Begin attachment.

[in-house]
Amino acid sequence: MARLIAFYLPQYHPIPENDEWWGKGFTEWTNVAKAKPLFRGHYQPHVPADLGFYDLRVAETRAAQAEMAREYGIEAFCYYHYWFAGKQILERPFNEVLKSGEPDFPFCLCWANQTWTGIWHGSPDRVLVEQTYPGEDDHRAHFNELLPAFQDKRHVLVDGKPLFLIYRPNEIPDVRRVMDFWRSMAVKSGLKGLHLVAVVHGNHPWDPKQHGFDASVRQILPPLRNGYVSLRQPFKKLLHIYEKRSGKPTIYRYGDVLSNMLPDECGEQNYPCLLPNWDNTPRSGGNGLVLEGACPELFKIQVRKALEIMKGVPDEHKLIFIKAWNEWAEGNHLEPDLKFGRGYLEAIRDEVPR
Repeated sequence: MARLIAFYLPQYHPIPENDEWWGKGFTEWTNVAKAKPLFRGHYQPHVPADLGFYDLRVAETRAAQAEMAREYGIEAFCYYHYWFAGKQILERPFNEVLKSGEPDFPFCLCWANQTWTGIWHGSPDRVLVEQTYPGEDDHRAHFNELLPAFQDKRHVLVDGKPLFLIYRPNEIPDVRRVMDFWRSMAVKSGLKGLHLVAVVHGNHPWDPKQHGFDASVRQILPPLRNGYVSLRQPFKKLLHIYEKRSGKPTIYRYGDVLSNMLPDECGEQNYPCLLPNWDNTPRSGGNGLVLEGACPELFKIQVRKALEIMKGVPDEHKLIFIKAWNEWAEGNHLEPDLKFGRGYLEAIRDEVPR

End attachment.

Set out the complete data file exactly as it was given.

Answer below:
[in-house]
Amino acid sequence: MARLIAFYLPQYHPIPENDEWWGKGFTEWTNVAKAKPLFRGHYQPHVPADLGFYDLRVAETRAAQAEMAREYGIEAFCYYHYWFAGKQILERPFNEVLKSGEPDFPFCLCWANQTWTGIWHGSPDRVLVEQTYPGEDDHRAHFNELLPAFQDKRHVLVDGKPLFLIYRPNEIPDVRRVMDFWRSMAVKSGLKGLHLVAVVHGNHPWDPKQHGFDASVRQILPPLRNGYVSLRQPFKKLLHIYEKRSGKPTIYRYGDVLSNMLPDECGEQNYPCLLPNWDNTPRSGGNGLVLEGACPELFKIQVRKALEIMKGVPDEHKLIFIKAWNEWAEGNHLEPDLKFGRGYLEAIRDEVPR
Repeated sequence: MARLIAFYLPQYHPIPENDEWWGKGFTEWTNVAKAKPLFRGHYQPHVPADLGFYDLRVAETRAAQAEMAREYGIEAFCYYHYWFAGKQILERPFNEVLKSGEPDFPFCLCWANQTWTGIWHGSPDRVLVEQTYPGEDDHRAHFNELLPAFQDKRHVLVDGKPLFLIYRPNEIPDVRRVMDFWRSMAVKSGLKGLHLVAVVHGNHPWDPKQHGFDASVRQILPPLRNGYVSLRQPFKKLLHIYEKRSGKPTIYRYGDVLSNMLPDECGEQNYPCLLPNWDNTPRSGGNGLVLEGACPELFKIQVRKALEIMKGVPDEHKLIFIKAWNEWAEGNHLEPDLKFGRGYLEAIRDEVPR